BOLDUAN: Any good, smart seven-year-old would want to do, let's be honest. I mean, Taylor, I know that -- you know that some parents are watching and just cannot fathom having their kid take part in a trial like this or in any medical research. What do you say to them?

T. HIRTH: I say it is easy to get lost in the politics of it because politicians have been running their mouths about the vaccine, COVID for over a year now. And don't listen to politicians. Turn off the T.V. Turn off the -- it is not about the government, it is about the doctors. The doctors know what they're doing.

Every major health system, John Hopkins, K.U. Med (ph), the Mayo Clinic, they all have fantastic podcasts available that explain, breakdown COVID, they answer questions. Listen to the doctors. Don't listen to the politicians.

And all of the doctors are going to tell you that you need to get the vaccine. You should be wearing a mask because the more that vaccinated people and unvaccinated people are interacting and passing the virus between each other, the more is there a risk that we're going to have a vaccine resistant COVID strain or a more deadly COVID strain show up. And I don't want to go back to there. I don't want to go back to quarantine and isolation and dealing with all of that.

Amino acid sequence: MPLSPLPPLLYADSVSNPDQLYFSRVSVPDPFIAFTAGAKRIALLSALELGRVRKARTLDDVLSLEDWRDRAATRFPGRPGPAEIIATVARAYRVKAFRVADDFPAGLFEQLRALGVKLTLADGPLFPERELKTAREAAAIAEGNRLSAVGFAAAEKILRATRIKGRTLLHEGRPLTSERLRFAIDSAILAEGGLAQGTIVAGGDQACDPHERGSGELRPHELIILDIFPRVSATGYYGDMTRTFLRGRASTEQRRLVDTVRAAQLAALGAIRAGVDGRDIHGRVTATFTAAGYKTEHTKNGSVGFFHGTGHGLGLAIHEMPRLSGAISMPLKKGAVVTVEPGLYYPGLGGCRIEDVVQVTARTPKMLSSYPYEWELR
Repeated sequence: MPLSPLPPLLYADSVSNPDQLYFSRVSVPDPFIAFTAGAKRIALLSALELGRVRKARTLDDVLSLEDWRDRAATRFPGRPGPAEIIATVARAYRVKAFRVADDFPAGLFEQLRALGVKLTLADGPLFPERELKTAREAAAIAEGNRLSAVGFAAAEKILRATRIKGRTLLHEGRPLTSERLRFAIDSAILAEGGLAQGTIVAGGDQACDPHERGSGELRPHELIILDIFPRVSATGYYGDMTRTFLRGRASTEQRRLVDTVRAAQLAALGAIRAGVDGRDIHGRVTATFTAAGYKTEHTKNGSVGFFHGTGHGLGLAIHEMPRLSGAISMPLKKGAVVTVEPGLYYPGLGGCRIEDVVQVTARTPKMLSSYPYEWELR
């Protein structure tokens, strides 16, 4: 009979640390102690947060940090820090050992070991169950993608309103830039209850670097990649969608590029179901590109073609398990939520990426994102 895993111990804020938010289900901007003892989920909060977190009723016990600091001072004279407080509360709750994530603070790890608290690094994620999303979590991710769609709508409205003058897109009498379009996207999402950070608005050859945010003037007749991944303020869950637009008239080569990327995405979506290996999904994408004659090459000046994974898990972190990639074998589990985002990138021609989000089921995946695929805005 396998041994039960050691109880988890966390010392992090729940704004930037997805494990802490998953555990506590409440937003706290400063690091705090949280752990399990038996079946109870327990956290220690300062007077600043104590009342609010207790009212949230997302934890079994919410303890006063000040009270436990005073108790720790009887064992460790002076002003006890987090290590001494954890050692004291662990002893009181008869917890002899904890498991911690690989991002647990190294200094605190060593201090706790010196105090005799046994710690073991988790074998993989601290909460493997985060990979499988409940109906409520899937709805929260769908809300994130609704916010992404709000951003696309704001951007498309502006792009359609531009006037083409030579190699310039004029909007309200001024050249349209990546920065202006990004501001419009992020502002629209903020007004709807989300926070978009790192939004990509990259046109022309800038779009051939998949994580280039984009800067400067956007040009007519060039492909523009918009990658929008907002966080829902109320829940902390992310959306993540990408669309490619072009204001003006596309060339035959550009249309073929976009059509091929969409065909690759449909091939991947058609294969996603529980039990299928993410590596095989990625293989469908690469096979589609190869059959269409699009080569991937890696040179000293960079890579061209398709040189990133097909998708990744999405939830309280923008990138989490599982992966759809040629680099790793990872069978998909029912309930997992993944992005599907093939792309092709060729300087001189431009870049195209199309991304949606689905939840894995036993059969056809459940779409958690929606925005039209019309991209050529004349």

So, you know, do the bare minimum, get the vaccine, wear a mask for a little while.


I know it is uncomfortable and it is not fun, it is not cute, but it is the only way that things are going to get back to normal. This is a global pandemic. We're not the only ones dealing with this. This is something --

BOLDUAN: That is exactly right.

T. HIRTH: This is not unique to the United States. It is not unique to the U.S. government. This is something that every country in the world is struggling to eradicate and mitigate and --